In this week's Alabama Law Weekly Update, we bring you a case from the Alabama Supreme Court addressing the evidence a plaintiff must present to prevail on a professional negligence claim against a real estate appraiser.
Riverstone Development Co., Inc. v. Garrett & Associates Appraisals, Inc., No. 1140555, 2015 WL 6443196, October 23, 2015 (Ala. 2015) (negligence claims against real estate appraisers are evaluated under the professional negligence standard).
In 2009, Riverstone Development, Co., Inc. (the “Developer”) owned 170 acres of property abutting Lake Guntersville (the “Property”), which was purchased in 2005 by its predecessor. The Developer primarily used debt financing to develop the Property from 2005 to 2007, and the debt was secured by a mortgage on the Property. No substantive work had been done to develop the Property after June 2007, but the Developer continued to pay interest on the debt until mid-2009, at which time the loan went into default when the bank and the Developer could not agree on renewal terms.
In March 2010, the bank obtained an appraisal of the Property in the amount of $1.7 Million, from an appraiser who had previously appraised the Property in 2007 at $2.115 Million, and again in 2009 at $1.765 Million. In June 2010, the bank hired a new appraisal firm, Garrett & Associates Appraisals, Inc. (the “Appraiser”). The Appraiser valued the Property at $340,000. The bank foreclosed on the Property and purchased the Property at a foreclosure sale for $300,000, leaving a deficit of approximately $1.3 Million on the Developer's loan.
The Developer sued the Appraiser for negligence, wantonness, and conspiracy, and lost on all claims at the trial level. The Circuit Court entered judgment as a matter of law (“JML”) in favor of the Appraiser on the negligence claim and the jury found in favor of the Appraiser on the wantonness and conspiracy claims.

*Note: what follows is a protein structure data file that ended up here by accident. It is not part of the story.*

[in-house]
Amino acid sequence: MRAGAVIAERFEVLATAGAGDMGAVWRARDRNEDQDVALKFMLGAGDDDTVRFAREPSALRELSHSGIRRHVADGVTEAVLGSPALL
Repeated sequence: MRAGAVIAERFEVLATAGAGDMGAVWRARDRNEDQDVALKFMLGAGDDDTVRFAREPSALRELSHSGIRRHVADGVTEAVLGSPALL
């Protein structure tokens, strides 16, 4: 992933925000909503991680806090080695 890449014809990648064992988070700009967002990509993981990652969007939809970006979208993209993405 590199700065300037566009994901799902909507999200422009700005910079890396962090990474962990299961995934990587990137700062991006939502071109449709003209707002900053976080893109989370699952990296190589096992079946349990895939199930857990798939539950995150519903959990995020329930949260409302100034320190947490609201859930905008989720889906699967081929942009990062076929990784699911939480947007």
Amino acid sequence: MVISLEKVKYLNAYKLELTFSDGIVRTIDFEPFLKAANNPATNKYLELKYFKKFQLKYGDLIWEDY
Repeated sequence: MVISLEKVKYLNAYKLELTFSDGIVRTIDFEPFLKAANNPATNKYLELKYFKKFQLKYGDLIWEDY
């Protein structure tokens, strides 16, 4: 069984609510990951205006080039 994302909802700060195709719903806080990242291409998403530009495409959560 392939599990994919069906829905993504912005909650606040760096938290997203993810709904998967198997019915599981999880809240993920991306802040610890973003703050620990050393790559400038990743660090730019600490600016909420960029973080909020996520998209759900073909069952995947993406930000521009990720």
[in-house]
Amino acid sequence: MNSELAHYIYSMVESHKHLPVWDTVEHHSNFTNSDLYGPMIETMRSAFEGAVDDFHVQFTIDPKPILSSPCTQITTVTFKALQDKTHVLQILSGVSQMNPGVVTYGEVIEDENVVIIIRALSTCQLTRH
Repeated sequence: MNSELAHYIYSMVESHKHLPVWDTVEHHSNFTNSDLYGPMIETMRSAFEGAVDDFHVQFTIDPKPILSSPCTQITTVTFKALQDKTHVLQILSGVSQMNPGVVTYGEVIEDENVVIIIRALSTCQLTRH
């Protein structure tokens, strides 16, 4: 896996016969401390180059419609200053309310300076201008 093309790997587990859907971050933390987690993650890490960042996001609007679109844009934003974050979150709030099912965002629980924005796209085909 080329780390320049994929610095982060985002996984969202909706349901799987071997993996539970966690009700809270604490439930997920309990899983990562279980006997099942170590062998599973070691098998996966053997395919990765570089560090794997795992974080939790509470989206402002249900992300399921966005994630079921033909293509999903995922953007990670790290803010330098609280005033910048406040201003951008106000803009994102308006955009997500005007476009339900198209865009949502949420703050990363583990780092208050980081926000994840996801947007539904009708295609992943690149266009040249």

The Developer appealed, claiming that the trial court erred by (i) entering a JML on the negligence claim and (ii) denying a motion for a new trial based on juror misconduct. The Alabama Supreme Court rejected both arguments on appeal and affirmed the trial court's judgment.
First, the negligence claim. Prior to this case, Alabama courts had not yet considered whether the professional negligence rule applied to real estate appraisers. Looking to cases from other jurisdictions, the Alabama Supreme Court applied the rules of professional negligence with respect to the Appraiser. Accordingly, a person asserting a negligence claim against a professional must present expert testimony establishing both a breach of the standard of care and causation. In this case, no such expert testimony was presented by the Developer. The court also rejected the Developer's argument that an exception applied for the expert testimony requirement.
Second, the claim of jury misconduct. The Developer claimed it was entitled to a new trial because one of the jurors failed to acknowledge during voir dire that he had previously been a defendant in a civil lawsuit. However, the Alabama Supreme Court determined that there was no evidence that the Developer was prejudiced by the juror's failure to make a proper response. Even more, the court noted, the Developer's counsel challenged an attempt by the Appraiser's counsel to strike the same juror during the voir dire process.